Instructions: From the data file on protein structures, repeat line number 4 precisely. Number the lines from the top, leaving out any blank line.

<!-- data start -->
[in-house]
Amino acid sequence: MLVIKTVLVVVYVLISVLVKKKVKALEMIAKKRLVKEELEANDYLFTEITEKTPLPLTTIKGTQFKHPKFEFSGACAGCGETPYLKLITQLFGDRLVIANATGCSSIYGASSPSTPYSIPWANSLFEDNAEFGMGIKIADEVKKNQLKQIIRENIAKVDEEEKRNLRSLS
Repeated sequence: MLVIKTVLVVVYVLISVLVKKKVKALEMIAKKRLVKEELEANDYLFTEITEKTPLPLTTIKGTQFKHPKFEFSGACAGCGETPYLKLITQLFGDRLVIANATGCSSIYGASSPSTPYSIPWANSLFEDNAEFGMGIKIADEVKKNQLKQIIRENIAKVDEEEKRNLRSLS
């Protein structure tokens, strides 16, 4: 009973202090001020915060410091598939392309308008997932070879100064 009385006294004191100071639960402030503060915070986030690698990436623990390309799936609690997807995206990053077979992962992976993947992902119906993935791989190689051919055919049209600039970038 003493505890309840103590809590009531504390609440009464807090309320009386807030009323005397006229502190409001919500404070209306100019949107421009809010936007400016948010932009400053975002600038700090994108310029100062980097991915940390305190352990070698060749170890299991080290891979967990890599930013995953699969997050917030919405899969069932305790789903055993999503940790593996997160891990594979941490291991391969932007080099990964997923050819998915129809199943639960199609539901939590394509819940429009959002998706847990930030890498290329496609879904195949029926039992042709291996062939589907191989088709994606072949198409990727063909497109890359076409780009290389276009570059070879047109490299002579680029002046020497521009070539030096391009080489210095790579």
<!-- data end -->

């Protein structure tokens, strides 16, 4: 009973202090001020915060410091598939392309308008997932070879100064 009385006294004191100071639960402030503060915070986030690698990436623990390309799936609690997807995206990053077979992962992976993947992902119906993935791989190689051919055919049209600039970038 003493505890309840103590809590009531504390609440009464807090309320009386807030009323005397006229502190409001919500404070209306100019949107421009809010936007400016948010932009400053975002600038700090994108310029100062980097991915940390305190352990070698060749170890299991080290891979967990890599930013995953699969997050917030919405899969069932305790789903055993999503940790593996997160891990594979941490291991391969932007080099990964997923050819998915129809199943639960199609539901939590394509819940429009959002998706847990930030890498290329496609879904195949029926039992042709291996062939589907191989088709994606072949198409990727063909497109890359076409780009290389276009570059070879047109490299002579680029002046020497521009070539030096391009080489210095790579």